Paralympian ‘glued himself to plane as part of Extinction Rebellion protest’

Two-time gold medallist James Brown spent an hour on the roof of the aircraft at London City Airport in October 2019, Southwark Crown Court heard.

Paralympian ‘glued himself to plane as part of Extinction Rebellion protest’

A former Paralympic athlete who superglued himself to the roof of a British Airways plane destined for Amsterdam at London City Airport caused disruption costing the firm £40,000, a court has heard.

Extinction Rebellion activist James Brown, 56, who is registered blind, managed to scale the plane on the morning of October 10 2019 to stage a protest against flying.

The double gold medallist, from Exeter, glued his right hand to the plane before wedging his mobile phone in the door to prevent it from closing, Southwark Crown Court heard.

Northern Ireland-born Brown, who represented Great Britain in cycling and athletics before going on to represent Ireland in cross-country skiing, spent an hour on the aircraft before he was removed, the jury was told.

Brown denies one count of causing a public nuisance and is representing himself at trial.

The flight to Amsterdam was cancelled while several others were delayed, costing British Airways £31,000 to rebook and compensate passengers, the jury was told.

It cost a further £10,000 to reschedule the Amsterdam flight, and £1,100 to conduct a risk assessment of the plane, the court heard.

James Brown court case
Screengrab taken from a video on Extinction Rebellion’s Facebook page of James Brown lying on top of a British Airways plane at London City Airport (Extinction Rebellion/PA)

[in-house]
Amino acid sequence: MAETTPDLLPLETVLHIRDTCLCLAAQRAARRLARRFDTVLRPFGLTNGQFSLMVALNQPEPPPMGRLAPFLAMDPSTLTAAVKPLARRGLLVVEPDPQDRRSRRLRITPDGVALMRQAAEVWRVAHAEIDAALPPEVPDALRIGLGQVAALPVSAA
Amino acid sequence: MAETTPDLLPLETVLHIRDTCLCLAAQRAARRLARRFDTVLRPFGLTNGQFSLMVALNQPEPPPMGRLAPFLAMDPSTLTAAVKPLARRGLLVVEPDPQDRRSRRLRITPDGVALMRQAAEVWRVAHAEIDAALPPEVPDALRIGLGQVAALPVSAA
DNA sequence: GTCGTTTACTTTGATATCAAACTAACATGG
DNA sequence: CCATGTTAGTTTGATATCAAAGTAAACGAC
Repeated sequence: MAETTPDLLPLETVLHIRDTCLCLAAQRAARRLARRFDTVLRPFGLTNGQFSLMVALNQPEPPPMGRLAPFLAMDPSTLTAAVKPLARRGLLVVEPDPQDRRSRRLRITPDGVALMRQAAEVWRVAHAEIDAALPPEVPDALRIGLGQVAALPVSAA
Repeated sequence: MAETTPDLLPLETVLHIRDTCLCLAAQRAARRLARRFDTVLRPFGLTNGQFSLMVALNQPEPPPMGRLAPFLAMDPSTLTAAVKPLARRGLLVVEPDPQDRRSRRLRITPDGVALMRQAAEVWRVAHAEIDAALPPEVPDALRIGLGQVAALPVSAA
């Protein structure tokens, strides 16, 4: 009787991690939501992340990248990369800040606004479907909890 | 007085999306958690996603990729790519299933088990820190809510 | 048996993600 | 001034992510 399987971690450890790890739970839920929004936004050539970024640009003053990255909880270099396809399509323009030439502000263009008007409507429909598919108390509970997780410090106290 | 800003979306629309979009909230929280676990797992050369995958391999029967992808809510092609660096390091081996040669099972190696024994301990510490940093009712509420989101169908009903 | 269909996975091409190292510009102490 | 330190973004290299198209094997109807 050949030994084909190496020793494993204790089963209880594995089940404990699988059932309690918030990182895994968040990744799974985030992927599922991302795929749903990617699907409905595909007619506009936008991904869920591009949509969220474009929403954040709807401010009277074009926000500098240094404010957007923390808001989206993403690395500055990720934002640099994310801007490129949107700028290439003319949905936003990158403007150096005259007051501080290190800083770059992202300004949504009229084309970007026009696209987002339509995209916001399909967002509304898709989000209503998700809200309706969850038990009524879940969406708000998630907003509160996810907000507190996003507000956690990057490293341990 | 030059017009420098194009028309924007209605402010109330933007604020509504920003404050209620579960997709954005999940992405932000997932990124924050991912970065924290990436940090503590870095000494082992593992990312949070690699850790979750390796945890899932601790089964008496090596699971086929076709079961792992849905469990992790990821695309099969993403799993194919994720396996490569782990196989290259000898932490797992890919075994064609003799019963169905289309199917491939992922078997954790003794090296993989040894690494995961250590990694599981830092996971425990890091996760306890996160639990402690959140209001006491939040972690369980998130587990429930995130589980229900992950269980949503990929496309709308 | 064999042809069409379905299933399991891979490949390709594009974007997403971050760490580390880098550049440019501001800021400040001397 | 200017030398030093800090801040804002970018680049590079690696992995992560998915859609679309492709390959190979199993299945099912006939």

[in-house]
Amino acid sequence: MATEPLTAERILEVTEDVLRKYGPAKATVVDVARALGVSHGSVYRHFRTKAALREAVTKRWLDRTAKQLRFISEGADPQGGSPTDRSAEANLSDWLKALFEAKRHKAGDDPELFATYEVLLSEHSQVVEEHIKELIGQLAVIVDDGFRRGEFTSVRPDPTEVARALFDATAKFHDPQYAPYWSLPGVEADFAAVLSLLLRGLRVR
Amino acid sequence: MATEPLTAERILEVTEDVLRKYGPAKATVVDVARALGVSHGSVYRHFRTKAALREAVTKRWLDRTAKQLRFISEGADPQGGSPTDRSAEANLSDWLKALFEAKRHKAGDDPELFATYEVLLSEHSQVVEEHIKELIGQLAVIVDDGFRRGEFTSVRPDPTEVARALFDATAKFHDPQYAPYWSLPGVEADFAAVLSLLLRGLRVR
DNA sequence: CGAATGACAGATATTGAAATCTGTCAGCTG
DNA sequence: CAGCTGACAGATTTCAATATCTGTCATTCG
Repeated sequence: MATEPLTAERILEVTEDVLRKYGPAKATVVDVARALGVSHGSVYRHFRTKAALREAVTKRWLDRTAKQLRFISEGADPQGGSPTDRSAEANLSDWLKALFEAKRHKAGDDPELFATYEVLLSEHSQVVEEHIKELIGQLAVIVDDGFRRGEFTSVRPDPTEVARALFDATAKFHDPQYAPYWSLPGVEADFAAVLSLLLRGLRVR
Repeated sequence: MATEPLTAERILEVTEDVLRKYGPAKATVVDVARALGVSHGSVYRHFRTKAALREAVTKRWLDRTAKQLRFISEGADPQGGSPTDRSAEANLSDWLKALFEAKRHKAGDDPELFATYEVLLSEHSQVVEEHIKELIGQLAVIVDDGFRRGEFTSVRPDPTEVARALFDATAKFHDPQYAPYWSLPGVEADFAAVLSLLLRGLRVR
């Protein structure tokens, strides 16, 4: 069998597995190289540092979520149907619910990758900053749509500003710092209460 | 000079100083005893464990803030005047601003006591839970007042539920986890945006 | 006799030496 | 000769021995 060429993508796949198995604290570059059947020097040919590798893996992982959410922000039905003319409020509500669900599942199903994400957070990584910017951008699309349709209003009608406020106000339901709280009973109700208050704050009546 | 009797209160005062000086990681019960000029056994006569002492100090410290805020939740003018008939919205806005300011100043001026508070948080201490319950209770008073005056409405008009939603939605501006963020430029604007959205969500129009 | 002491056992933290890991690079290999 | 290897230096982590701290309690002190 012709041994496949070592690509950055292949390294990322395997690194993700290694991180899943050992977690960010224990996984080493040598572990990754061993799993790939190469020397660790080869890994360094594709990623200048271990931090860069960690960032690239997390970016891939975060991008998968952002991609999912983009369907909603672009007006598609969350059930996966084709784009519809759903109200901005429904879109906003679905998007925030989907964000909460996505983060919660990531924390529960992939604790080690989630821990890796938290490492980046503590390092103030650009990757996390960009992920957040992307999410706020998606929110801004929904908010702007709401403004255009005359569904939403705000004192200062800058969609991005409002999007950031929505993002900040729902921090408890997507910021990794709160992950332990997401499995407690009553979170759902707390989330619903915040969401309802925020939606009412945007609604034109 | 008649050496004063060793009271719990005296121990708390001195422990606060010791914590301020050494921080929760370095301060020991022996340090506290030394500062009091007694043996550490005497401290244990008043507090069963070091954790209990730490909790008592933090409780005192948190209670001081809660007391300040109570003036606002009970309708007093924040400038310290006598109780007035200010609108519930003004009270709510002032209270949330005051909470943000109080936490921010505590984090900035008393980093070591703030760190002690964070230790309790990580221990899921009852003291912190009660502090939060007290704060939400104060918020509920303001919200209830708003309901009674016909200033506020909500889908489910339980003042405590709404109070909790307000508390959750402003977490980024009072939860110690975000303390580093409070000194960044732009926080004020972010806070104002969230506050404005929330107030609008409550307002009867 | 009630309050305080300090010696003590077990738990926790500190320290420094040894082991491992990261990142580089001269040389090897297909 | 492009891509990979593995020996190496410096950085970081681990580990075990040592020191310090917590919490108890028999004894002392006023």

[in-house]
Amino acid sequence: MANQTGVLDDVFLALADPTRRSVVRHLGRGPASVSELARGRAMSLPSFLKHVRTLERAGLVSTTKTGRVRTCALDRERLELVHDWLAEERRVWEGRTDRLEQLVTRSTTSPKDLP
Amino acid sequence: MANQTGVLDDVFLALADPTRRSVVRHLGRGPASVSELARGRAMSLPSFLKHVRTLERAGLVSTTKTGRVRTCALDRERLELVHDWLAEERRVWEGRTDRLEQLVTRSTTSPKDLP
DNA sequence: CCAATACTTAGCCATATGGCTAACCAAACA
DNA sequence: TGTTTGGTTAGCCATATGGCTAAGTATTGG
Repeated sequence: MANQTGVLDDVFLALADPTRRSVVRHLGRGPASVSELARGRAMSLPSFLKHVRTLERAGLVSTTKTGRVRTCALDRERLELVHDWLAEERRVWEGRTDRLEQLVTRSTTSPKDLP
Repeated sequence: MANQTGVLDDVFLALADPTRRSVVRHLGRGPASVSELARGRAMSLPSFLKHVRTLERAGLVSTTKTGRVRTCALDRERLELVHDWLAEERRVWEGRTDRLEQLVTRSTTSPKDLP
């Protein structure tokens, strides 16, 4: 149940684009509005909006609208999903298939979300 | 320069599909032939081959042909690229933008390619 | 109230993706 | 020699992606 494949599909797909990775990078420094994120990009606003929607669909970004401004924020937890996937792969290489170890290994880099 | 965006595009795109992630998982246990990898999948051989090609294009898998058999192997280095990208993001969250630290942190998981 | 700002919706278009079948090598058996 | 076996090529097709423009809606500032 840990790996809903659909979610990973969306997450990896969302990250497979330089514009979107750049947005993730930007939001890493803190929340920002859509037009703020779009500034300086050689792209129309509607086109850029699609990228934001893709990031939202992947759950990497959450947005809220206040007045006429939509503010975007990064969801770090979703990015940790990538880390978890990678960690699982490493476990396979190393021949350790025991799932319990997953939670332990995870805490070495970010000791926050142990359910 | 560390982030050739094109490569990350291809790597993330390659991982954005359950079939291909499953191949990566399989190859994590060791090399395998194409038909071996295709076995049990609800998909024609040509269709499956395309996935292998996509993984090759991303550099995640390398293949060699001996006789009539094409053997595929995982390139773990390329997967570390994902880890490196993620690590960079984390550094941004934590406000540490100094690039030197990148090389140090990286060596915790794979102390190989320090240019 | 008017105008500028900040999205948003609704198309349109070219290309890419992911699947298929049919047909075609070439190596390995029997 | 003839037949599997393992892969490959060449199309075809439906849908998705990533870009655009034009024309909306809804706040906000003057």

“Prior to his arrival at the airport that day, it appears that he had been in communication with other people who sympathise with the movement, communicating partly at least through WhatsApp.”

The jury heard that Brown had booked his flight on the morning of the stunt, and had been offered assistance boarding due to his disability.

He had a bottle of superglue in his luggage that had not been detected by security, Mr Witcombe said.

Brown declined an offer by a member of cabin staff to help him to his seat, telling her that he was going to climb on to the roof of the plane.

“The (cabin crew) initially thought it was said in jest, but in the seconds that followed that is in fact what he did,” Mr Witcombe said.

Brown told the first two police officers on the scene that he would not get down of his own accord but that he would not resist them if they tried to remove him, the court heard.

As well as the superglue, the defendant also allegedly caused scuff marks to the exterior of the plane door when he jammed his phone in to it.

Mr Witcombe said: “This might seem insignificant but you will hear witnesses who will point out that these things are all of great significance when you are dealing with the integrity of an aircraft.”

The court heard that, during the protest, some of the surrounding stands were closed as well as the taxiing area of the airport, while an extra set of steps was positioned to break Brown’s fall if he was to slip off the roof.

His hand was eventually unstuck using anti-freeze after a hour on the aircraft.

The trial, which is expected to last three days, continues.

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